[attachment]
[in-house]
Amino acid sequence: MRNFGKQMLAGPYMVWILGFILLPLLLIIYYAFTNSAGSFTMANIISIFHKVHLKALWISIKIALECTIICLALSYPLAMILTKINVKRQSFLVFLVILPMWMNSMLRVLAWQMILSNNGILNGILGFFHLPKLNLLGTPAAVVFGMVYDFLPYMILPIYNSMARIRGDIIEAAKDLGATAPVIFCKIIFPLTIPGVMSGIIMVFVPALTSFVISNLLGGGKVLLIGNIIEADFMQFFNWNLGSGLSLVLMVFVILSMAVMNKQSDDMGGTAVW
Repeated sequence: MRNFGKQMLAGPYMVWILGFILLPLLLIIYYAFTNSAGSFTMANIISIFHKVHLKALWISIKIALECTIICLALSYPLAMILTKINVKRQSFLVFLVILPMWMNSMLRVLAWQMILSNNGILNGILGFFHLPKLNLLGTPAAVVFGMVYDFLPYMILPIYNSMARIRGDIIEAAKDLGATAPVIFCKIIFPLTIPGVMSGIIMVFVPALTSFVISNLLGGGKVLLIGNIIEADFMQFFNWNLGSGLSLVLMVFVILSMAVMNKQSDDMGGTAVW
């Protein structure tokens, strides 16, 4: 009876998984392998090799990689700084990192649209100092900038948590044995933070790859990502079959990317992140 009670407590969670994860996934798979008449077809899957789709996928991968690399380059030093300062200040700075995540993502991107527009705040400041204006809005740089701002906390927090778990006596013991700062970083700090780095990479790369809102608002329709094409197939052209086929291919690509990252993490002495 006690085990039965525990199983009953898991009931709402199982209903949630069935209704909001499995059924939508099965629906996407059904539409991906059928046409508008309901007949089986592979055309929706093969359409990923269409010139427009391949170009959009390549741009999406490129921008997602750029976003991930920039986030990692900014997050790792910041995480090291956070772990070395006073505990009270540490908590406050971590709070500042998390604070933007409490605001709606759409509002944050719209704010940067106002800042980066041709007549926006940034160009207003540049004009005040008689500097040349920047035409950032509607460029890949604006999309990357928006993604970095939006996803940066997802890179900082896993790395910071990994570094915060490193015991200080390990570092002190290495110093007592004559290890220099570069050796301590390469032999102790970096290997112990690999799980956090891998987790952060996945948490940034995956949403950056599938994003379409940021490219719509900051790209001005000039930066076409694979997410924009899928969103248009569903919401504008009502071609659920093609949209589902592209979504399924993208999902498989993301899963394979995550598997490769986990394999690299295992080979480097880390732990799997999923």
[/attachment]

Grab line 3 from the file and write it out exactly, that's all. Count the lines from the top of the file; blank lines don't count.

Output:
Repeated sequence: MRNFGKQMLAGPYMVWILGFILLPLLLIIYYAFTNSAGSFTMANIISIFHKVHLKALWISIKIALECTIICLALSYPLAMILTKINVKRQSFLVFLVILPMWMNSMLRVLAWQMILSNNGILNGILGFFHLPKLNLLGTPAAVVFGMVYDFLPYMILPIYNSMARIRGDIIEAAKDLGATAPVIFCKIIFPLTIPGVMSGIIMVFVPALTSFVISNLLGGGKVLLIGNIIEADFMQFFNWNLGSGLSLVLMVFVILSMAVMNKQSDDMGGTAVW